David Folkenflik

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Could the U.S. Justice Department prosecute reporters for publishing stories based on classified material? That once-tangential question briefly took center stage during Monday's House Intelligence Committee hearing.

As several Republican lawmakers stressed the possible criminality of leaking to the press about the activities of President Trump's advisers and associates, South Carolina GOP Rep. Trey Gowdy went a step further, asking, "Is there an exception in the law for reporters who want to break a story?"

FBI Director James Comey demurred.

For the first time in a decade, the classic children's television show Sesame Street will introduce a new Muppet on the air.

President Trump's repeated and unsubstantiated claims over the weekend that then-President Barack Obama had him wiretapped at Trump Tower at the height of last year's election season set off alarms in the corridors of power and also a constant refrain from lawmakers, former spymasters and journalists:

Where's your proof?

The White House on Friday barred reporters from numerous major media outlets from participating in a regularly scheduled press briefing, triggering charges of retaliation from news executives.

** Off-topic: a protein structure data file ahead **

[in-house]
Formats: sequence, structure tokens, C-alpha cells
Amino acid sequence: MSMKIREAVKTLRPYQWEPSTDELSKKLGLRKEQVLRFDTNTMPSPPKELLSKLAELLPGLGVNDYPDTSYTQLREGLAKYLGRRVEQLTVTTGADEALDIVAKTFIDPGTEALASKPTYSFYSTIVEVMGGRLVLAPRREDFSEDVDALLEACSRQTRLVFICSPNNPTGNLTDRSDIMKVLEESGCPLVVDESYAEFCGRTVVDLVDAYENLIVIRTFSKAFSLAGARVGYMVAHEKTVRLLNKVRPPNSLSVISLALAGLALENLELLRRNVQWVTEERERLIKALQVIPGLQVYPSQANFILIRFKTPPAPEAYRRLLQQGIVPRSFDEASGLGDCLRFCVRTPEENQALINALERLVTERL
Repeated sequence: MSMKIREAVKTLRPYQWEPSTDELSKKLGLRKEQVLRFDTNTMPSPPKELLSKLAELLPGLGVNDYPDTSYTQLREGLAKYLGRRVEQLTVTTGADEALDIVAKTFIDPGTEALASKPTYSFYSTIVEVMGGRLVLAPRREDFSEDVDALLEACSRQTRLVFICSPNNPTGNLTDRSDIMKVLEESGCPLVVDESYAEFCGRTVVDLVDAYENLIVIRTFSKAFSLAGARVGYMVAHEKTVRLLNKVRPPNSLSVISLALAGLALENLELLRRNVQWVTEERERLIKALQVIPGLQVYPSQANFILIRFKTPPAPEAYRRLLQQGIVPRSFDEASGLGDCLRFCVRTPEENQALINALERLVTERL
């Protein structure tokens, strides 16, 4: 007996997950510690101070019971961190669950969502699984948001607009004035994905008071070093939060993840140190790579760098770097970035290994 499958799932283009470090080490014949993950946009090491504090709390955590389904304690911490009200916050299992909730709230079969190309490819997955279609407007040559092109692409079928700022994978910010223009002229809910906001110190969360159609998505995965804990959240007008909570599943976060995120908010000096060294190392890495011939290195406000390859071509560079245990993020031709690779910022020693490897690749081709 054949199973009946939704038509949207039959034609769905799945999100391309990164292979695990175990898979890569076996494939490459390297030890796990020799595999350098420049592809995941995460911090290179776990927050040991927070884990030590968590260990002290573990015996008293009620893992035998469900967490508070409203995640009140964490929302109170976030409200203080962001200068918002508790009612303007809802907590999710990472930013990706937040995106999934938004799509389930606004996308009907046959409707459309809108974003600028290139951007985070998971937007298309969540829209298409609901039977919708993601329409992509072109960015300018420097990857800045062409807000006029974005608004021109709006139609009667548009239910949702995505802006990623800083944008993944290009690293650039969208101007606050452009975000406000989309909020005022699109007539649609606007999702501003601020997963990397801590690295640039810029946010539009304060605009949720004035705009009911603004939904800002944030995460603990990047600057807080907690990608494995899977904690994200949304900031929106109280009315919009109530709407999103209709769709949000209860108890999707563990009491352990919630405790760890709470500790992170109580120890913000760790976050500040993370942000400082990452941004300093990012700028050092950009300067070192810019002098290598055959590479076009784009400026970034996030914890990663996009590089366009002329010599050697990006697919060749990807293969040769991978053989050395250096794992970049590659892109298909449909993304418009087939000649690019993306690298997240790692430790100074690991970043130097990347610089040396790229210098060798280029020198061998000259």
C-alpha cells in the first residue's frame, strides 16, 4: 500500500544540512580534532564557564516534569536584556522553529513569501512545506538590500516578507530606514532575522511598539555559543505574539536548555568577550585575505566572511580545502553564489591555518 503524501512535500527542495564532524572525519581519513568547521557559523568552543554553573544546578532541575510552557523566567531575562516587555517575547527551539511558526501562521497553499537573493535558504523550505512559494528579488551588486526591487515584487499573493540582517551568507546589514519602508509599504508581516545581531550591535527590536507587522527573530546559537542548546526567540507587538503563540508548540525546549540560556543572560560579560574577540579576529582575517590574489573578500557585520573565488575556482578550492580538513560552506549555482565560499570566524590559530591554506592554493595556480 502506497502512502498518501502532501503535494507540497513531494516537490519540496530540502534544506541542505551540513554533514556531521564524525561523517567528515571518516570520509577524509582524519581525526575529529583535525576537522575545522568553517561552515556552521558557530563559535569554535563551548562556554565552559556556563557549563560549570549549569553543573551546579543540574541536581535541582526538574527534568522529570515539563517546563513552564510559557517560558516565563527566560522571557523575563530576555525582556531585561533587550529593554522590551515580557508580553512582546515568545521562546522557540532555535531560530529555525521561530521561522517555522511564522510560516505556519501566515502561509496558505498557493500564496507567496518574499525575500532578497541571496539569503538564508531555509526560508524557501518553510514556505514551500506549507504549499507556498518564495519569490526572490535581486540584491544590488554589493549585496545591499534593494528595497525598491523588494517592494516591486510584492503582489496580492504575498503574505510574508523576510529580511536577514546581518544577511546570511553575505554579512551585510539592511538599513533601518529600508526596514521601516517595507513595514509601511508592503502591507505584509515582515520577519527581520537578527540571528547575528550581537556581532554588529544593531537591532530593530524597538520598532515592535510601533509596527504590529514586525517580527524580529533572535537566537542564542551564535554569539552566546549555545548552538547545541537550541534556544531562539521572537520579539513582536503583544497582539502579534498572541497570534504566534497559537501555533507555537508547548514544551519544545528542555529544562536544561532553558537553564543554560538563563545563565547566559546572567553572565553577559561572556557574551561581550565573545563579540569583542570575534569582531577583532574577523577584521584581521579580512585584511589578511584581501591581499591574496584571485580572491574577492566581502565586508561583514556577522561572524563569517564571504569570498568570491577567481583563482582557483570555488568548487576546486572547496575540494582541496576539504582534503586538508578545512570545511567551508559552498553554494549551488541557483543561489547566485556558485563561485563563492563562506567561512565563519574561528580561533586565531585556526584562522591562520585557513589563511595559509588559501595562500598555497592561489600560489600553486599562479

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RACHEL MARTIN, HOST:

A newsroom unsettled by layoffs and buyouts of 200 colleagues. A senior editor decamping for the competition. And above all a lingering question from many reporters: did The Wall Street Journal pull its punches in scrutinizing the man who is now president?

The paper's top editor, Gerard Baker, held a meeting with his staff Monday to give a muscular defense of the paper's coverage of Donald Trump and, by extension, his own leadership.

Earlier this week, Sen. Marco Rubio, R-Fla., complained that he was in the dark about the Trump administration's restrictive new policies affecting immigrants, refugees and other travelers from seven majority-Muslim countries.

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